Hartford police train to de-escalate mental health crises

  • Whitney Hussong is a social worker for the Hartford Police Department and coordinates with organizations including Dartmouth-Hitchcock, Health Care and Rehabilitative Services of Southeastern Vermont and the National Alliance on Mental Illness to provide crisis intervention training to department staff. Hussong was photographed at the Hartford Police Department in White River Junction, Vt., Monday, Dec. 9, 2019. (Valley News - James M. Patterson) Copyright Valley News. May not be reprinted or used online without permission. Send requests to permission@vnews.com.

Valley News Staff Writer
Published: 12/9/2019 9:48:40 PM

HARTFORD — In an attempt to respond to a growing number of mental health crisis calls, the Hartford Police Department has had all of its officers undergo training specifically for mental health-related emergencies, the department has announced.

The two-year effort marks the department’s completion of the “One Mind Pledge,” an initiative started by the International Association of Chiefs of Police to improve the way police departments across the country respond to calls regarding someone suffering from a mental illness, according to Hartford Police Chief Phil Kasten.

In order to complete the pledge, a department has to create policies addressing mental health crisis response, train and certify officers in crisis response, and establish a partnership with a nearby mental health organization, according to the pledge’s website.

“The purpose is making sure that when mental health issues come to a crisis point, we’re able to deal with them because we have a better understanding,” Kasten said.

In Hartford’s case, that meant partnering with Brattleboro-based Health Care & Rehabilitative Services of Southeastern Vermont (HCRS), which has an office in White River Junction. The department also required all 36 police officers to complete at least one of three mental health crisis training programs and implemented two policies that instruct officers on how to respond during a crisis. As part of the partnership, HCRS established a social worker, Whitney Hussong, at the police department to help train police officers and monitor the care of people following a mental health call.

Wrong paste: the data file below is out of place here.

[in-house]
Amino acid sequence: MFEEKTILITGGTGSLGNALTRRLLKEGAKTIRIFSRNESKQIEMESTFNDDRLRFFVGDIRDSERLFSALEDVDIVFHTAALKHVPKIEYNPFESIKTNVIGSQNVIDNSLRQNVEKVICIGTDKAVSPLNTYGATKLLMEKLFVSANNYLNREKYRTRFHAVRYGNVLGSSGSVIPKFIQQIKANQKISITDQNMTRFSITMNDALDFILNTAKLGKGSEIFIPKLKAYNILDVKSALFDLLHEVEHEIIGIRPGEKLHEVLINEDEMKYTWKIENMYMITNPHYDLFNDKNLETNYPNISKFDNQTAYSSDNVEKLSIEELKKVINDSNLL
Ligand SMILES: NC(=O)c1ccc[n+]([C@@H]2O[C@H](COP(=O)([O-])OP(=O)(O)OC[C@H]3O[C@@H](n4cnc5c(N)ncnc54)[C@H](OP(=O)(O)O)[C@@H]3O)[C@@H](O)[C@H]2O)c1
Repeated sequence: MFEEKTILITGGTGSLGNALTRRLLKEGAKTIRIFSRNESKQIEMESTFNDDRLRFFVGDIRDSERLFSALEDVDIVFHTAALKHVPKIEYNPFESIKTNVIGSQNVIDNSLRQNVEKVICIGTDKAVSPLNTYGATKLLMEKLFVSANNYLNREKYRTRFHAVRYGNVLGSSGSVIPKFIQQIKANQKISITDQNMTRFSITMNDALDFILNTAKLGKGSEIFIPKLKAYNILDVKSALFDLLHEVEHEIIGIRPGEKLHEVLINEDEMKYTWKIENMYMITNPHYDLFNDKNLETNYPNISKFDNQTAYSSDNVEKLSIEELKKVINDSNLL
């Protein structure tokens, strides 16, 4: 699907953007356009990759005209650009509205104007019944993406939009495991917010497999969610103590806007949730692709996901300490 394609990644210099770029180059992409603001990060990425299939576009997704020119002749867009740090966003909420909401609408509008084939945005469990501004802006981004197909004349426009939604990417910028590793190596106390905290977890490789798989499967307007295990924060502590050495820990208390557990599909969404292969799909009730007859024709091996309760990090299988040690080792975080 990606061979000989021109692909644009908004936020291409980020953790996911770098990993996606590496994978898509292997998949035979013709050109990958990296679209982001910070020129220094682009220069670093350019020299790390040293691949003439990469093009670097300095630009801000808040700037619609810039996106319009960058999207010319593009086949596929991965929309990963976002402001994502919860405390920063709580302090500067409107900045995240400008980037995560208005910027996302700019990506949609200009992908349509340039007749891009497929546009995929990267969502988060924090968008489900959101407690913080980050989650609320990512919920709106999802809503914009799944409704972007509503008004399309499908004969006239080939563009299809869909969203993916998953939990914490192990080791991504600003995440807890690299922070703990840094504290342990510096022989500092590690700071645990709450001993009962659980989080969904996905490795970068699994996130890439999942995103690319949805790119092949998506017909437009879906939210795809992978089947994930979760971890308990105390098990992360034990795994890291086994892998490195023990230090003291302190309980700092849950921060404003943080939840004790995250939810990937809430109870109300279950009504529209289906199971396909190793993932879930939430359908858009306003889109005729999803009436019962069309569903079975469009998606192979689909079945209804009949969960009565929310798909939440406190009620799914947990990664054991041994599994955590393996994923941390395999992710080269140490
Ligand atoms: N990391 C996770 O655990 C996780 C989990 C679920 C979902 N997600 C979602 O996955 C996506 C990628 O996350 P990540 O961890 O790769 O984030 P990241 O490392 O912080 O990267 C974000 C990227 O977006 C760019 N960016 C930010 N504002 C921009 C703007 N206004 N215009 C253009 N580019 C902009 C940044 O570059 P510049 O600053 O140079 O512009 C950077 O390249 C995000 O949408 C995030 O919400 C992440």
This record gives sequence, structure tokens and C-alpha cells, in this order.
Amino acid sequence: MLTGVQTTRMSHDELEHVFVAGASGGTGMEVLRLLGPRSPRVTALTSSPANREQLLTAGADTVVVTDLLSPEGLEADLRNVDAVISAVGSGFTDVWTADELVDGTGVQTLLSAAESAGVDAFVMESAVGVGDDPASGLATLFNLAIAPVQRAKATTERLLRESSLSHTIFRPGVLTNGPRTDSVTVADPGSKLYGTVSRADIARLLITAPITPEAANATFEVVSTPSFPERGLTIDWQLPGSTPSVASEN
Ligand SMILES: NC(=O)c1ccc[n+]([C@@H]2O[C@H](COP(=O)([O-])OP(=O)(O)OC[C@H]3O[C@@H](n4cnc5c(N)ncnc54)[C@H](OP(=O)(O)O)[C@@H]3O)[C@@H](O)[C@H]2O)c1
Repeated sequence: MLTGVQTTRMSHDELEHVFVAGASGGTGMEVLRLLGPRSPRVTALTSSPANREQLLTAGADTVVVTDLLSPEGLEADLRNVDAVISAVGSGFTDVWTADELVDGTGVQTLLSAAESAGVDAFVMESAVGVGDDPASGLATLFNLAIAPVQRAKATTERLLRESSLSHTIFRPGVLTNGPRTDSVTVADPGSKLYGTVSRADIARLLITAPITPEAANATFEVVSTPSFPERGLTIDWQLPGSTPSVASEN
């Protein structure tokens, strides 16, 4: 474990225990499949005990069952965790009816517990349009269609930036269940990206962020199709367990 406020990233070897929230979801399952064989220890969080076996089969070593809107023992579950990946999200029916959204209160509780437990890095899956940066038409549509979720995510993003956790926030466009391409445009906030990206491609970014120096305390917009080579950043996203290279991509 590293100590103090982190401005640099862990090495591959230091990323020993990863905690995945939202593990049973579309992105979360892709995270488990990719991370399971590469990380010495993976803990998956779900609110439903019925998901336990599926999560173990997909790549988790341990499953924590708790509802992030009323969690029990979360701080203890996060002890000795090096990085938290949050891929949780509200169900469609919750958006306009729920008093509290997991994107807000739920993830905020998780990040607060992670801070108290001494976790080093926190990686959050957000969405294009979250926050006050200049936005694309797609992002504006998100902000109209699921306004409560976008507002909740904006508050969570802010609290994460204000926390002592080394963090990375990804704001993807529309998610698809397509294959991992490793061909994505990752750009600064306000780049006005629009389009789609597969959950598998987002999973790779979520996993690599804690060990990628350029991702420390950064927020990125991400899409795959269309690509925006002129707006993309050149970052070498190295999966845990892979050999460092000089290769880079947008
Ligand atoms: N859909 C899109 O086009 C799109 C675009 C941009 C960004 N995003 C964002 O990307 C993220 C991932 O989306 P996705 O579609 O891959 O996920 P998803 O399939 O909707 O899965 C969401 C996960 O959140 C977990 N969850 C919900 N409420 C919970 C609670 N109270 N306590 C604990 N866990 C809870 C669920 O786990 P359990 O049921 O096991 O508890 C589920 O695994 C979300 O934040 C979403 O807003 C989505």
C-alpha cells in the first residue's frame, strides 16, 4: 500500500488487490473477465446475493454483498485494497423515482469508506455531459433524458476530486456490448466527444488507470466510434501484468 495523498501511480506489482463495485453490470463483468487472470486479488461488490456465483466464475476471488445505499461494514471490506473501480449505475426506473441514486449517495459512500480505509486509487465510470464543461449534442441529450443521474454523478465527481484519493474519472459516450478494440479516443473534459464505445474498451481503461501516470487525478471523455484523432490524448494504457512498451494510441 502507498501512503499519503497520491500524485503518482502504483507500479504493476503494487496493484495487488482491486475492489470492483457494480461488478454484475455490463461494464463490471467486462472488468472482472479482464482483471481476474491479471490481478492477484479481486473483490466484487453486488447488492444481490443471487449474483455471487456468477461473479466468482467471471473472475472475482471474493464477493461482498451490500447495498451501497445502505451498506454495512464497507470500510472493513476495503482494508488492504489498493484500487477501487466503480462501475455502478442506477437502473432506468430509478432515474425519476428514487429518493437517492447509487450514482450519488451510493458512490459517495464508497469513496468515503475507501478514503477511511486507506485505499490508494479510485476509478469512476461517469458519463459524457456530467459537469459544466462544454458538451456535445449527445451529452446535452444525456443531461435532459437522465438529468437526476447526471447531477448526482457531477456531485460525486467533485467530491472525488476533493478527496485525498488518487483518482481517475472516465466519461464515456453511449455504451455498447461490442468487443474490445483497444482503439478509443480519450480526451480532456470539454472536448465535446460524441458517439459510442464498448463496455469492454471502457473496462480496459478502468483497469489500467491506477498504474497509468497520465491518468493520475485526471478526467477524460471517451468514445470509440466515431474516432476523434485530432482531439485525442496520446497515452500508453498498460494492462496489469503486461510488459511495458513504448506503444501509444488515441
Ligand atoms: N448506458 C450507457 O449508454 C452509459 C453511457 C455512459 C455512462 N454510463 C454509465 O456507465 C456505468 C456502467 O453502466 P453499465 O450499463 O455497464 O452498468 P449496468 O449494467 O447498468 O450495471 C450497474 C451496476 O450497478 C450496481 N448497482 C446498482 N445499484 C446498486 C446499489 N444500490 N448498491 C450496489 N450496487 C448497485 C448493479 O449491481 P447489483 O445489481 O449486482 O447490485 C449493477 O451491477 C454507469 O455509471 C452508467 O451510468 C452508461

The pledge comes at an appropriate time. Kasten said mental health crisis calls are common — and growing — in the Upper Valley. This year alone, the police department has responded to 166 calls about people needing help for a mental health issue, with at least 40 people “in crisis” when police arrived, he said in an email last week. Last year they responded to 187 such calls, and in 2017 they responded to 157, according to a representative for the police department.

“Having served the first part of my career in a much larger community, coming to the Upper Valley I was somewhat taken aback at the number of crisis calls my staff was answering,” said Kasten, who previously served as the chief deputy in the Carroll County Sheriff’s Office in Maryland.

Though the department has been working on the pledge for only two years, its history with mental health crisis training goes back to 2015, when Kasten implemented crisis intervention training, known as CIT. The 40-hour program, which nearly 90% of the department has completed, is the most popular of the three training options that police could complete for the pledge. CIT focuses on helping police understand mental health crises, de-escalate an incident, and bolster a connection between police officers and other people involved in mental health treatment, including doctors, social workers and the family and friends of someone who’s in crisis.

“They’re building relationships and getting to know some of the people they’re going to work with,” Kasten said of the officers who have completed CIT. The overall goal is to create a community of support around the person who needs mental health treatment and prevent another crisis.

Lebanon police have been using CIT for years and helped bring it to Hartford, Kasten said. For Lebanon Police Chief Richard Mello and his officers, the training has created a better connection between individual officers and the people they’re coming to help.

“There’s a lot of principles involved in the training,” Mello said. “Understand what’s going on with an individual and give (the officer) tools to understand de-escalation.”

Just last week a Lebanon police officer, Emily Winslow, was given an award for talking to a man who was contemplating hurting himself on a bridge in Lebanon, Mello said.

“She utilized all of her training in de-escalation and, rather than hurting himself, he was able to be talked down by the officer,” Mello said. “It’s a prime example of what this type of training means to us and how it can help out.”

A presentation on de-escalation published on the Vermont Department for Children and Families’ website lists “active listening,” mirroring words and body language and asking open-ended questions as some examples of de-escalation tactics.

Anna Merriman can be reached at amerriman@vnews.com or 603-727-3216.




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